Sleep: Declarative Memory, And Long Term Memory And Memory

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Literature Review Sleep is a vital portion of human life. Sleep helps the body recharge and repair. In recent history literature has been produced that supports a link between declarative memory and sleep. The aim of this literature review is to exaime previous studies surrounding the relationship between sleep intervals and long term memory retention. Sleep smart – optimizing sleep for declarative learning and memory authored by Gorden Feld and Susanne Diekelman in 2015 reviews neurological studies done by other academics in the field and appoarches to sleep’s interaction with declarative memory in the slow wave sleep interval. The relavent article portion focouses on encoding, the learning of information, consolidation…show more content…
The 23 male participants were each assigned an experimental sleep group and participated in two nights of testing one week apart. The first experimental group was the early retention condition who learned for 45 minutes then slept for 3 and were awoken for a 15 minute retrieval session. The second experimental group was the late retention condition; they were sleep deprived for a longer period of time. The second group followed the same routine of learning, sleeping and retrieval. The third group was kept awake for the entire experiment and followed the same timeline. Memory was tested using an emotional and neutral text and two extra texts. Participants were asked to memorise as many details as possible, following this the participants were asked to rate how arousing the text was on a scale 7 point scale, -3 to +3 under 11 subcategories. Following this free recall was tested by asking participants to write down as many details as possible, there was not time limit. The results indicate that the first experimental group had superior retention. Those who experienced late sleep had better retention of emotional texts after late sleep compared to late…show more content…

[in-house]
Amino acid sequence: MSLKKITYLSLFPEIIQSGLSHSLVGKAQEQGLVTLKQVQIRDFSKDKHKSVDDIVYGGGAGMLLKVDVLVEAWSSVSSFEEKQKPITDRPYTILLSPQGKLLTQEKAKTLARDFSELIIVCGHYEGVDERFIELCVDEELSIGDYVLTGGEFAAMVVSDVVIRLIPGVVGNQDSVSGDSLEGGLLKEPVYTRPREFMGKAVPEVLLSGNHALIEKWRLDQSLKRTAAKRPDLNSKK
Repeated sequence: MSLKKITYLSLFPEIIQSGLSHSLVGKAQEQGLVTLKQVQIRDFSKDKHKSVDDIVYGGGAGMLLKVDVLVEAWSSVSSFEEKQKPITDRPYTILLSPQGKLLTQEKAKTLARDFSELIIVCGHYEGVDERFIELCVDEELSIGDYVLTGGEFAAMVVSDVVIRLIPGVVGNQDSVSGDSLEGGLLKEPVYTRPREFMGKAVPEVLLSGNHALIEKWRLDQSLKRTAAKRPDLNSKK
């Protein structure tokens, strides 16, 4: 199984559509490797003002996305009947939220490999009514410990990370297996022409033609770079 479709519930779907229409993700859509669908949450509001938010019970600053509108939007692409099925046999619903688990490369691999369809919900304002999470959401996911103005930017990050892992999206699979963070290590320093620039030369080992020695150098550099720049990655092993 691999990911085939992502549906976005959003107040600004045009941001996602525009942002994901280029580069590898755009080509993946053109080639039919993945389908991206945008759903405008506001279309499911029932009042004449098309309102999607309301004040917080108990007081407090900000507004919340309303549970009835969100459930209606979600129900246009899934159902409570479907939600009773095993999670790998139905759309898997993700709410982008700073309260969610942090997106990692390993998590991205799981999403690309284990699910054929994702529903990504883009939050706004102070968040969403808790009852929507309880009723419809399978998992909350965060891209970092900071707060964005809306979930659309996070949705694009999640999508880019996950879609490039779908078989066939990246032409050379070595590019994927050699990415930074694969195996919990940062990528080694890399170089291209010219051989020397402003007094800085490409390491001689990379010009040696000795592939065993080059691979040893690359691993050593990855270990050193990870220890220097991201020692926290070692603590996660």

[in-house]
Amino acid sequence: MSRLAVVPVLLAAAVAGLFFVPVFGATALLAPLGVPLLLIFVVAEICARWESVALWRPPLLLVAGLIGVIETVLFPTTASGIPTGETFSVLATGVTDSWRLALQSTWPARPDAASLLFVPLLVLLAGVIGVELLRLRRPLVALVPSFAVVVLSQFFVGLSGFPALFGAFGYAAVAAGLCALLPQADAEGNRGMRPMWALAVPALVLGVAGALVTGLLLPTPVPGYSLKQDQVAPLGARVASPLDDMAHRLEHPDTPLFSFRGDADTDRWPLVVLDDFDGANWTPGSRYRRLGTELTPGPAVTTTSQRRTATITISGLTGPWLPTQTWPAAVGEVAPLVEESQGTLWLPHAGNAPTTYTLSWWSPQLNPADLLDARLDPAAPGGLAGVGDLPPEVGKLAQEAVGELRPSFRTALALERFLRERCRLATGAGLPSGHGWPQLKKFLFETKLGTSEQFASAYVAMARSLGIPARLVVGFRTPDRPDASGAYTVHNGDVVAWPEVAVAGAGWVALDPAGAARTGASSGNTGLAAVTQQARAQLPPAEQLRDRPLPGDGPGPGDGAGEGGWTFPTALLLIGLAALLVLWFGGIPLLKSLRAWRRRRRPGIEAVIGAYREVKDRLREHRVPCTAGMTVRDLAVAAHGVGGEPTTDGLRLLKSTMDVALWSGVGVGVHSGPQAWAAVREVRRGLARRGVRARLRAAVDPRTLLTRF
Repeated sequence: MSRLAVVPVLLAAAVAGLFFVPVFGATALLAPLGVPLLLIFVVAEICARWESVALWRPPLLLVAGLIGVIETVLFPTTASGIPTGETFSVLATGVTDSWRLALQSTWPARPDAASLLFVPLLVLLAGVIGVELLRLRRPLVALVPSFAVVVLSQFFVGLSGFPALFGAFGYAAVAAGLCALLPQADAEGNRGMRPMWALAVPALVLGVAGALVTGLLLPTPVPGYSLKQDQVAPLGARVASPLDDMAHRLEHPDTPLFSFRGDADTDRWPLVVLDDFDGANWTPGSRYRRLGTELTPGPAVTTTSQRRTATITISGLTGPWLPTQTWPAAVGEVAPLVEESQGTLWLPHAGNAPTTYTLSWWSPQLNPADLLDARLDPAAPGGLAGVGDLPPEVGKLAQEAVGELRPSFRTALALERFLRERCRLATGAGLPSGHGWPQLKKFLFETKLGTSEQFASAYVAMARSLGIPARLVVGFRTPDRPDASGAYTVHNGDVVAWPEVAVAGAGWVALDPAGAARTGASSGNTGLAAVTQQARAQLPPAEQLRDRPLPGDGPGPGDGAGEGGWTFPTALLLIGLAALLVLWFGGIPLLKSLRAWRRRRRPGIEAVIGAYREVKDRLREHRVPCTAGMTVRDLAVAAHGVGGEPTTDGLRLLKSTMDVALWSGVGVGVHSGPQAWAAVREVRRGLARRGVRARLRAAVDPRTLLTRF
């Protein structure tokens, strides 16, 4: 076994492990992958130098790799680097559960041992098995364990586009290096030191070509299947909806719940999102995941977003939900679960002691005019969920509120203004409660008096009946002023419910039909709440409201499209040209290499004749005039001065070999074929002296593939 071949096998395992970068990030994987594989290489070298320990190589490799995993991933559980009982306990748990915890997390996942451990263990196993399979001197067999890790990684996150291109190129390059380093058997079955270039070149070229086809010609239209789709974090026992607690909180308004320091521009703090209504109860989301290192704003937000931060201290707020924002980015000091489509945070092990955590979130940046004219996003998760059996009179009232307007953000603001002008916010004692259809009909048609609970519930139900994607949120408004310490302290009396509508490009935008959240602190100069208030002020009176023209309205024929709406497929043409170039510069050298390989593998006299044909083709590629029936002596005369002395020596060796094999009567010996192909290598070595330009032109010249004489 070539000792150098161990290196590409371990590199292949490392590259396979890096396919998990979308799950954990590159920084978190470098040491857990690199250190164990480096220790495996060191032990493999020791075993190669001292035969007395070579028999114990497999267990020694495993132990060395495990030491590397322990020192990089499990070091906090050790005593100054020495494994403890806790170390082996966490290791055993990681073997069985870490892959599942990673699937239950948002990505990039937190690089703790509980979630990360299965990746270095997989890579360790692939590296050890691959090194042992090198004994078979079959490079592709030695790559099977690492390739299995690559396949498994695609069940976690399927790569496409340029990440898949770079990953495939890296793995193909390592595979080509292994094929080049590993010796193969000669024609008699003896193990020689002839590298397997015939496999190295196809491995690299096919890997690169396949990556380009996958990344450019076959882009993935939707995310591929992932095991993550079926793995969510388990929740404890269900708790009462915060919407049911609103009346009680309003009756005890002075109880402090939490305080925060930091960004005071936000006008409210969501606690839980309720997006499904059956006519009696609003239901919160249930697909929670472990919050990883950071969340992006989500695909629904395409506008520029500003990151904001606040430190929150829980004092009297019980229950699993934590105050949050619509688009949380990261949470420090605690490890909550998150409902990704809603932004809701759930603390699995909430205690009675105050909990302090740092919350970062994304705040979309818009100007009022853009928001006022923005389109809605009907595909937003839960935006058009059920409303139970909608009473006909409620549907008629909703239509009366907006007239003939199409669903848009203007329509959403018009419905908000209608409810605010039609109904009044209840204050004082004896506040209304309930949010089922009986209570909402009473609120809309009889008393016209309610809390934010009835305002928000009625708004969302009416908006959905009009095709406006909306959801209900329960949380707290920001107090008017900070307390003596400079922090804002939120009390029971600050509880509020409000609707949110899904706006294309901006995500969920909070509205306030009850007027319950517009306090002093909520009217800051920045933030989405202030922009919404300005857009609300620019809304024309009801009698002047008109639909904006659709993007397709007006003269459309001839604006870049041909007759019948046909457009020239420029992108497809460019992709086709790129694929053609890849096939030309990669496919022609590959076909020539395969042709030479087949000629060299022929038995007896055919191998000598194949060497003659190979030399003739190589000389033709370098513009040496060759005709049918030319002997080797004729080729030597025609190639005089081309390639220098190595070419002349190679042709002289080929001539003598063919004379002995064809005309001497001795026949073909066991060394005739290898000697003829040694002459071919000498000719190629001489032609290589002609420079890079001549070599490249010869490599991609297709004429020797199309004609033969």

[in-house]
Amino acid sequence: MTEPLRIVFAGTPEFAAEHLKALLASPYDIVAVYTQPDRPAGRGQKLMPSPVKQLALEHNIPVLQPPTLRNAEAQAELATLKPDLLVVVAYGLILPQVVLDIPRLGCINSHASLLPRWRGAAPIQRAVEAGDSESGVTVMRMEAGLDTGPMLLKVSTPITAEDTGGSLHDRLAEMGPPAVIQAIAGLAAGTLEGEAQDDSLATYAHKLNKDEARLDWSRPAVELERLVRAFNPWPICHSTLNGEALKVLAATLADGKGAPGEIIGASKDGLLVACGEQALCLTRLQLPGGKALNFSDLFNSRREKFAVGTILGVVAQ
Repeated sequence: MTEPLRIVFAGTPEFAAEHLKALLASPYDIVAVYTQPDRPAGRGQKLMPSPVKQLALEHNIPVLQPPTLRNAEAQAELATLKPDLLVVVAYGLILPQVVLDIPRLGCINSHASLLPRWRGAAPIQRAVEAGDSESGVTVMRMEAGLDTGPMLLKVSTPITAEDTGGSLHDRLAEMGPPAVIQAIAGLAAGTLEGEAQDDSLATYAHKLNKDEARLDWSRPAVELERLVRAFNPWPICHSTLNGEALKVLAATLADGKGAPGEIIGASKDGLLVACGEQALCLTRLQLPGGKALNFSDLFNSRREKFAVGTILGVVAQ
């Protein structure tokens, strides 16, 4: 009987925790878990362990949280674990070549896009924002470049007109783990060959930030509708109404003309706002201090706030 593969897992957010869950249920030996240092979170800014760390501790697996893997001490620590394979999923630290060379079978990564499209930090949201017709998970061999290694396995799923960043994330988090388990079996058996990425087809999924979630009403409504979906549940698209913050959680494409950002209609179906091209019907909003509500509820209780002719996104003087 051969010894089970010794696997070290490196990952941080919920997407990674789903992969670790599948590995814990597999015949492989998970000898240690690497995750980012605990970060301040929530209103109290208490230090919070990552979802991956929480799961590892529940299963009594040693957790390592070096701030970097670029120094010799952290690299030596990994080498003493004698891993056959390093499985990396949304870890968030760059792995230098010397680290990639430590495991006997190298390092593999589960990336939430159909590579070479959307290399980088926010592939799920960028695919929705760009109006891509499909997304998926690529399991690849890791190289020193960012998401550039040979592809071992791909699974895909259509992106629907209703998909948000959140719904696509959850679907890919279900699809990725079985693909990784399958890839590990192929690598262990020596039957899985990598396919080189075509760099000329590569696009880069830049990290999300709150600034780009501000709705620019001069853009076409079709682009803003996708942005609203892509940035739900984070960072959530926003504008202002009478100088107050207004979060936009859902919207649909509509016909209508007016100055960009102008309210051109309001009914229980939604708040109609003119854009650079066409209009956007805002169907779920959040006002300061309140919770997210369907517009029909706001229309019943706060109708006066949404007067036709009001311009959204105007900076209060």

Walker’s 2006 article Sleep Facilitates Consolidation of Emotional Declarative Memory provides further insight into memory retention. The study looked at both neutral and arousing episodic memory in a 12-hour time span either following or without sleep and whether or not the participant’s memory is triggered by an episode (“remember”) or make a judgment about something they have previously experienced (“know”). Hu, Stylos-Allan, Walker’s hypothesis was that sleep-dependent modulation of episodic memory would be particularly prominent for emotionally arousing stimuli. There were 14 participants, 8 female, 6 male. Administered twice during a 12-hour period participants were required to complete an emotional memory task, each stimuli contained 300 picture slides specified on arousal strength but only 180 were shown to participant, 60 were considered arousing and 60 were considered neutral. The group of participants was split into two groups: those who experienced the wake phase first and those who experienced the sleep phase first. The following week the participants returned and completed the level. In the follow up participants had to identify if photos were in the original set of stimuli shown or not. The subjects had to indicate if they made a recall judgment and had seen the image before (remember) or if they knew it was in the previous stimuli selection but could not provide a context (know) or they thought the

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